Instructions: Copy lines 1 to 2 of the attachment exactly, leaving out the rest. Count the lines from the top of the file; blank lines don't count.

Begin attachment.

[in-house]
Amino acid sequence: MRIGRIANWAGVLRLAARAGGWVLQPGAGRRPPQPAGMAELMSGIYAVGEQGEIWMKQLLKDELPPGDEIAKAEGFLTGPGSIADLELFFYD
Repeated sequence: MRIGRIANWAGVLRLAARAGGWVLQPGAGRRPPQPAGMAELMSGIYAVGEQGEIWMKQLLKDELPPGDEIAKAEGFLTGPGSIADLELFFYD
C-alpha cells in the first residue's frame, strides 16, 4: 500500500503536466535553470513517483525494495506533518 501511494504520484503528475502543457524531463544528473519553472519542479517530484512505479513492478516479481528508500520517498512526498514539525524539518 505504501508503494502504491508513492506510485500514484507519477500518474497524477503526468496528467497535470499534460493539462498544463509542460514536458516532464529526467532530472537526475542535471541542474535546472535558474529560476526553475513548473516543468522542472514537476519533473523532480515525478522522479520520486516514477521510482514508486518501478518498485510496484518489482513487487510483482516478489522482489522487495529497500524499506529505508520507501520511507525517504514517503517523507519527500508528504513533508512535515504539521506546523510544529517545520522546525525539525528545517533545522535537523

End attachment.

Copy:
[in-house]
Amino acid sequence: MRIGRIANWAGVLRLAARAGGWVLQPGAGRRPPQPAGMAELMSGIYAVGEQGEIWMKQLLKDELPPGDEIAKAEGFLTGPGSIADLELFFYD